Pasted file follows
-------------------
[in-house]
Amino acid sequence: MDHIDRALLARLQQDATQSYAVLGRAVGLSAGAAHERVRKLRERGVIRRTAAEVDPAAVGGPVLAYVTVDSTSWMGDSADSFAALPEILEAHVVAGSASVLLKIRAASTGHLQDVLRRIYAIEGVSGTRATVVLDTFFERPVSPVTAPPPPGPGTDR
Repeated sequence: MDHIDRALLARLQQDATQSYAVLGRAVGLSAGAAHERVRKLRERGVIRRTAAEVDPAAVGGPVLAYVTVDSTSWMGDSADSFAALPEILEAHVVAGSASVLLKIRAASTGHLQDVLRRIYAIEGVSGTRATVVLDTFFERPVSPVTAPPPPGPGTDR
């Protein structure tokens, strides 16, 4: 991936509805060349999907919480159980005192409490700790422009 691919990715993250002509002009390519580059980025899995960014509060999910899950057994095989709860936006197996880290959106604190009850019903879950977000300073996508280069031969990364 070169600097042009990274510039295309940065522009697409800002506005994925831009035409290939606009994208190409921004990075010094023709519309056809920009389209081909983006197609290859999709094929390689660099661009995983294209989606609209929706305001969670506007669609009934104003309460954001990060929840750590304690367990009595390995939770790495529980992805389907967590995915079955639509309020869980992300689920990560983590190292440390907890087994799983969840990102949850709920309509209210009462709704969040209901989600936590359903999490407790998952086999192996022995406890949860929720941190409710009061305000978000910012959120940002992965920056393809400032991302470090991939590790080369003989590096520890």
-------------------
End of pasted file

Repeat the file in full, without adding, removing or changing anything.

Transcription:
[in-house]
Amino acid sequence: MDHIDRALLARLQQDATQSYAVLGRAVGLSAGAAHERVRKLRERGVIRRTAAEVDPAAVGGPVLAYVTVDSTSWMGDSADSFAALPEILEAHVVAGSASVLLKIRAASTGHLQDVLRRIYAIEGVSGTRATVVLDTFFERPVSPVTAPPPPGPGTDR
Repeated sequence: MDHIDRALLARLQQDATQSYAVLGRAVGLSAGAAHERVRKLRERGVIRRTAAEVDPAAVGGPVLAYVTVDSTSWMGDSADSFAALPEILEAHVVAGSASVLLKIRAASTGHLQDVLRRIYAIEGVSGTRATVVLDTFFERPVSPVTAPPPPGPGTDR
């Protein structure tokens, strides 16, 4: 991936509805060349999907919480159980005192409490700790422009 691919990715993250002509002009390519580059980025899995960014509060999910899950057994095989709860936006197996880290959106604190009850019903879950977000300073996508280069031969990364 070169600097042009990274510039295309940065522009697409800002506005994925831009035409290939606009994208190409921004990075010094023709519309056809920009389209081909983006197609290859999709094929390689660099661009995983294209989606609209929706305001969670506007669609009934104003309460954001990060929840750590304690367990009595390995939770790495529980992805389907967590995915079955639509309020869980992300689920990560983590190292440390907890087994799983969840990102949850709920309509209210009462709704969040209901989600936590359903999490407790998952086999192996022995406890949860929720941190409710009061305000978000910012959120940002992965920056393809400032991302470090991939590790080369003989590096520890």